England Hockey’s Stoop project has been nearly two years in the making.
And by the end of the final FIH Pro League double header clashes on Sunday, the hope is that this will be more than just a one-off on how the sport can be presented in the future.
Officials believe that The Stoop matches will garner “noise and attention”, both within hockey and other sports looking in at what could be achieved by the pitch technology.
“Our overall strategy was to grow the visibility of the sport,” Sally Munday, England Hockey’s chief executive, told The Hockey Paper.
“We want to grow the live spectator audience. We have grown massively over the last eight years and transformed from where we are. We had 120,000 spectators at the World Cup and if you’d asked us 10 years ago if that was possible, we would have laughed.”
Even before the World Cup success last summer, England Hockey were looking at other options, with the Lee Valley capacity set at 10,500, and if a pitch could be laid in another existing arena.
“We wanted to be able to put a pitch in, take it out and put it back in so we could co-exist with another sport,” added Munday. “We felt that rugby clubs would be the best step for us with the size.”
Thus, Munday put in a call to the Rugby Football Union who immediately cited Harlequins as a potential suitor. “They are really forward thinking and their values are the same as ours,” added Munday, having met her opposite number at Quins, David Ellis.
EH soon talked with Quins ground staff, technology boffins, as well as seeking advice from Tottenham Hotspur, who will be dovetailing with American Football matches at its new ground.
EH slimmed down to one possibility, initial trials taking place last September, with shock pad and artificial turf and how the grass underneath would react. In March, a pitch was laid at Bisham to seek feedback from the elite players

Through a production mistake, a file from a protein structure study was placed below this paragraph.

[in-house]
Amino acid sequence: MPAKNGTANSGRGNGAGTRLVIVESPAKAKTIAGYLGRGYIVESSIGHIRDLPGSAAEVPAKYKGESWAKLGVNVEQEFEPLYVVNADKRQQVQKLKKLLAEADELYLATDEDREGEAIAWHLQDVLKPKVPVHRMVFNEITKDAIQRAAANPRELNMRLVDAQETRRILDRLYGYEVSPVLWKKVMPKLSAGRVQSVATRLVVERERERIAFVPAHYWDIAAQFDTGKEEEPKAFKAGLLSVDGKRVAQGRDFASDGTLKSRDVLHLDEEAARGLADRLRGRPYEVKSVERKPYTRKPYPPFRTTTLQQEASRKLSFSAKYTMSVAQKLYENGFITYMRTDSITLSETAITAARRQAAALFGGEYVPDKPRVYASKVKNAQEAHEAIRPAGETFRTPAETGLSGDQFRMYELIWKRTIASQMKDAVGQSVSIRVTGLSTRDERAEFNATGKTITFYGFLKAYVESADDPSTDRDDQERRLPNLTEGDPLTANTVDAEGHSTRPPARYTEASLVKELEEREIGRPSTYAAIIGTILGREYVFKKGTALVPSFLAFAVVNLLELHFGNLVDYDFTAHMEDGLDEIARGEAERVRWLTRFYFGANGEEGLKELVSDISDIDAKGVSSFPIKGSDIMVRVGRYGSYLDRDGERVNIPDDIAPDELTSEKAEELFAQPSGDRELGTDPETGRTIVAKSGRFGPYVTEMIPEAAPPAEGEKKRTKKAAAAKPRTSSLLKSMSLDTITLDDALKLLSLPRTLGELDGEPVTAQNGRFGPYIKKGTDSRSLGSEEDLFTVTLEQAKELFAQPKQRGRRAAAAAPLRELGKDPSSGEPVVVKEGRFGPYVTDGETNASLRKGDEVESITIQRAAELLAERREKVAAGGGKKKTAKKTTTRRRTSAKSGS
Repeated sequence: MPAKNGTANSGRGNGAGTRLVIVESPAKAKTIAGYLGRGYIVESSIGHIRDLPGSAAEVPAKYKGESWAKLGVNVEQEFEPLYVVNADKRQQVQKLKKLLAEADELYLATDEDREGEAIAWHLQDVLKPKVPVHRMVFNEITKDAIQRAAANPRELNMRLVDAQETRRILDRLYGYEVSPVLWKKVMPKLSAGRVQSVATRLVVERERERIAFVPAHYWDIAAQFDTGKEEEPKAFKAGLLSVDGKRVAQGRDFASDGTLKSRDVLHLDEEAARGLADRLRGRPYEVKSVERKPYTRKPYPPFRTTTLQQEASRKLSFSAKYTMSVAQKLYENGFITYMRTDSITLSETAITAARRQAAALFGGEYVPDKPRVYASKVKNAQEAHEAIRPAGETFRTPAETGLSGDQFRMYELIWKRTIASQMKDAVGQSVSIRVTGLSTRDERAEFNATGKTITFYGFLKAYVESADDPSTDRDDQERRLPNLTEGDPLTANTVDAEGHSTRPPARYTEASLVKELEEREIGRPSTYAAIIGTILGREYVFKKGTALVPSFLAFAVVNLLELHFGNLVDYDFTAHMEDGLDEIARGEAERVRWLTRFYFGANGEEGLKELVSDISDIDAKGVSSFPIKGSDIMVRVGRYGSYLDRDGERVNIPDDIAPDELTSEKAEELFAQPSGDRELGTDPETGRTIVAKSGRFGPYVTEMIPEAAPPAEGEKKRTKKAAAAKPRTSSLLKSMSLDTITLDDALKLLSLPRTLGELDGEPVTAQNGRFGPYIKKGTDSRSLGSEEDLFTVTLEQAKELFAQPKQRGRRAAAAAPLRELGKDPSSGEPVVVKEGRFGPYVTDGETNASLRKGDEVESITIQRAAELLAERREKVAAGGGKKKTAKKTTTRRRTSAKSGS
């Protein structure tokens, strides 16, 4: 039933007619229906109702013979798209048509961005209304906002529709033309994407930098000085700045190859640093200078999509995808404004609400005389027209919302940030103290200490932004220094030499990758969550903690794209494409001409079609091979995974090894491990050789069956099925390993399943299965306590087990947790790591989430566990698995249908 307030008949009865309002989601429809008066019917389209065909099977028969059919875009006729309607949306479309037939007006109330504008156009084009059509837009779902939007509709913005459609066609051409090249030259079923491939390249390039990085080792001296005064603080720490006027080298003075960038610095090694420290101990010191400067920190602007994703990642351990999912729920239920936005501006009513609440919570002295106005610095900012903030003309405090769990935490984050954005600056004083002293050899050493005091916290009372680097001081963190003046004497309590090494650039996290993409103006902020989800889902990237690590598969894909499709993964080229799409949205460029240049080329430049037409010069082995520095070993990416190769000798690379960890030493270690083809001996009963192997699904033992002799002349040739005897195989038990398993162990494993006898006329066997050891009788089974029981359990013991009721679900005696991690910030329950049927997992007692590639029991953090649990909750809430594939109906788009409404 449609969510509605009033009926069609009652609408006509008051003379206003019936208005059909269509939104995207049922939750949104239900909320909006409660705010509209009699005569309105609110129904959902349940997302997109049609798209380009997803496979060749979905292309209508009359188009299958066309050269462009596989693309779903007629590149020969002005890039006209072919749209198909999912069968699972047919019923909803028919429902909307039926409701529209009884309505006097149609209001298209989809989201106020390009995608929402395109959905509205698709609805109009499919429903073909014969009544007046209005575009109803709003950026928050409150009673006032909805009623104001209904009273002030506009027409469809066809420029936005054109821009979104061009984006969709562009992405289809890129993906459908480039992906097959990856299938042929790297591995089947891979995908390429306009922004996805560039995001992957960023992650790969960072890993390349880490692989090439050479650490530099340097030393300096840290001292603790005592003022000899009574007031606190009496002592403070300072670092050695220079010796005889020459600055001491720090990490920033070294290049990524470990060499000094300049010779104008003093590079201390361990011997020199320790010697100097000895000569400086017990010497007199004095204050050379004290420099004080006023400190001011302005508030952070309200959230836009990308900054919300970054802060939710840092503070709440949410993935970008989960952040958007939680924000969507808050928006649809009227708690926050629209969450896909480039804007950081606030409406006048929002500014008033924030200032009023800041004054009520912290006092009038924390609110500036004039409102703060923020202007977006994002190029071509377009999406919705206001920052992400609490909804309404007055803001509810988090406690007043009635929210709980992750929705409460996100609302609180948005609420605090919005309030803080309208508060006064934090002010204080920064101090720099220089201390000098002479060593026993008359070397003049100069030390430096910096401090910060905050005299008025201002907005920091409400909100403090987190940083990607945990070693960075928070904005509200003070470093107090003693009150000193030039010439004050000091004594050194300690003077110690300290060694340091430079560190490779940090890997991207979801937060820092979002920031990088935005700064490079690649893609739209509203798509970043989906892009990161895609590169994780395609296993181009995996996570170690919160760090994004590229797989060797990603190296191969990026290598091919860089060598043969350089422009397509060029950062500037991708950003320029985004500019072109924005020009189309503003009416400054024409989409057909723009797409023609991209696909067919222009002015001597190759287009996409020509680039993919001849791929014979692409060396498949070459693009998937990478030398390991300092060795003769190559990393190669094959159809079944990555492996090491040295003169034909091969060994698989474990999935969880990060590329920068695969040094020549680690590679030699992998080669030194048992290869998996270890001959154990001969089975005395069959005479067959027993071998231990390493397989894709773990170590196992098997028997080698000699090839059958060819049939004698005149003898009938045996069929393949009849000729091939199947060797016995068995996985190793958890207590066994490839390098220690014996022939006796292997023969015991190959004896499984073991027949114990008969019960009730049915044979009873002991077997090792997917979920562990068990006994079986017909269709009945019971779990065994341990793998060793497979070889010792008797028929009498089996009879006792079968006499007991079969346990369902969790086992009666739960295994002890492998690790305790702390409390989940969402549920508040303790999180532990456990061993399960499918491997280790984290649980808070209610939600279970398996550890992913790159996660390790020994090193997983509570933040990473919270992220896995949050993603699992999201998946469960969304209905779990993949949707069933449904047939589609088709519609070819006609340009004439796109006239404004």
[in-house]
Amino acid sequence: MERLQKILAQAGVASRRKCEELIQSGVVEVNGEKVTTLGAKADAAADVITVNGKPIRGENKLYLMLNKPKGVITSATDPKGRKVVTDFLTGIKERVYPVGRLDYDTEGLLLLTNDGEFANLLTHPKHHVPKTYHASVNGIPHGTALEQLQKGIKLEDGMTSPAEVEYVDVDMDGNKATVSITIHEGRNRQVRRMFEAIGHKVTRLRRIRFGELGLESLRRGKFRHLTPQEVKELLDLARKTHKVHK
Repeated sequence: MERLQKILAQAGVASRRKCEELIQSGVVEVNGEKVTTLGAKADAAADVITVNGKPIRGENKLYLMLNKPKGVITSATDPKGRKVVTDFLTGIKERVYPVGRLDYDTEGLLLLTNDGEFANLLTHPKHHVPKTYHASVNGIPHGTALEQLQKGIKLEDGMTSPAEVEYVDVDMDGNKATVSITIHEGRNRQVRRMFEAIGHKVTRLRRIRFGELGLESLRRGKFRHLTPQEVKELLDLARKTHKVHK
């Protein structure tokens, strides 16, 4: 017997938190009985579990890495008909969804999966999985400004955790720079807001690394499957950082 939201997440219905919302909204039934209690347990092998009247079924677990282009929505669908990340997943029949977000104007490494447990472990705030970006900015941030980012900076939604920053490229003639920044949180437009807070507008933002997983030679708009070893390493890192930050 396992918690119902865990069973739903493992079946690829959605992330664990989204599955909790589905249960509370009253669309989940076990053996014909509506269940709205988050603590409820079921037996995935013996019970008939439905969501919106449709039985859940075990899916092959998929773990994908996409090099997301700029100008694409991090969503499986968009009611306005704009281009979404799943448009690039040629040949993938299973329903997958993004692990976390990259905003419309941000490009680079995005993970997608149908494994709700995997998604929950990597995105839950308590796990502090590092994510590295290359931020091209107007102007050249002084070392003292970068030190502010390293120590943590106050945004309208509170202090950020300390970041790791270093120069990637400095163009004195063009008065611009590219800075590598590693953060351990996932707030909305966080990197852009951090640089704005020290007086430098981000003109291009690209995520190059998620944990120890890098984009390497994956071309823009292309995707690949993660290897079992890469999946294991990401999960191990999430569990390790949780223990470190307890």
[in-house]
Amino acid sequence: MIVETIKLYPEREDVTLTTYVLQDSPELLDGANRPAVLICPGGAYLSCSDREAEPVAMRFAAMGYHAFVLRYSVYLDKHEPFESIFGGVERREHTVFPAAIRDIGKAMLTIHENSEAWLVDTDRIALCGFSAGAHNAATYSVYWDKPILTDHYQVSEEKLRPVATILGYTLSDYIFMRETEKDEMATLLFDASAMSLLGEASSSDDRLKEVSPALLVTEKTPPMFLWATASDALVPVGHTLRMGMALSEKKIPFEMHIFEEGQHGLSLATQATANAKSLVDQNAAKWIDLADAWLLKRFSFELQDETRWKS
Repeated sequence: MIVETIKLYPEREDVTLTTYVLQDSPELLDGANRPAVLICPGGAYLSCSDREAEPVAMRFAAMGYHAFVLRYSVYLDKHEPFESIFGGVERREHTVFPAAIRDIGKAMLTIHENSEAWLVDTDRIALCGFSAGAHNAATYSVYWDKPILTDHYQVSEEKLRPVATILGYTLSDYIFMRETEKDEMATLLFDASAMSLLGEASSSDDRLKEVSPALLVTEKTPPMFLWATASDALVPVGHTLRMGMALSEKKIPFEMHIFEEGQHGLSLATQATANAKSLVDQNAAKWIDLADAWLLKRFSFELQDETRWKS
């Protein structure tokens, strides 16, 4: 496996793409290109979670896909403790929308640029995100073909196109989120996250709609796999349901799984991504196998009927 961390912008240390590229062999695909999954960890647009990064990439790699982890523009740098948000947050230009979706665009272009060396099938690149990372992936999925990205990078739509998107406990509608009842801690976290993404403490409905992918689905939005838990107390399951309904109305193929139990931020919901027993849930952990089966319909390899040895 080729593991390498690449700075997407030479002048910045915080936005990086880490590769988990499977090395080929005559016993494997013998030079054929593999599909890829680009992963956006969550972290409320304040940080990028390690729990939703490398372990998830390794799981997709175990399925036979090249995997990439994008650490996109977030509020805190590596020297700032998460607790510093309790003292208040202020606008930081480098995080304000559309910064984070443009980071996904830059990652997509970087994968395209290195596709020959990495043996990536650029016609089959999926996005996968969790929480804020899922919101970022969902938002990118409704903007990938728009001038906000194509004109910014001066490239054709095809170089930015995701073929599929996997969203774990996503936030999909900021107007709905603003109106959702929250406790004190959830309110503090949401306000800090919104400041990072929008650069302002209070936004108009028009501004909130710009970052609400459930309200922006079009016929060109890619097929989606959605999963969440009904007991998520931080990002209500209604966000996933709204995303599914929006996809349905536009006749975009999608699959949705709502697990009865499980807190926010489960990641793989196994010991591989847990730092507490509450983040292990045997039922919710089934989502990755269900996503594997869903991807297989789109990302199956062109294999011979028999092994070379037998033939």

The Stoop is seen as a ‘full pitch trial’ with the technology in place. “Our view from the second phase of testing is that this pitch will be better than some of the permanent venues. We are going into it with our eyes wide open, that it won’t be perfect.”
Filling The Stoop (capacity nearly 15,000) will give EH an indication of the live audience appetite. Further, a future partnership with Quins could also be in the offing.
Harlequins are also redeveloping its stadium, with digitally-enabled technology. Munday is also enthused by the potential to turn rugby into a hockey-ready stadium – LED enabled branding and advertising – with limited manual work.
She said: “It gives us the opportunity to grow the game. From a world perspective, if it is successful, it will transform the game.”
With what’s at stake, work began at Quins last month, but the sense is that the turnaround could be days. “We want to be at a point where Harlequins play on the Saturday, we go in on the Monday and relay our pitch where we could play on a Thursday. That’s the aspiration long term.”
Commercially, this would also give stadium executives the chance to use the facility during the season.
All in, Munday admitted to match day nerves. She added: “The enormity of what we are trying to do is really exciting, slightly scary and we will learn lessons. But this is pretty innovative.”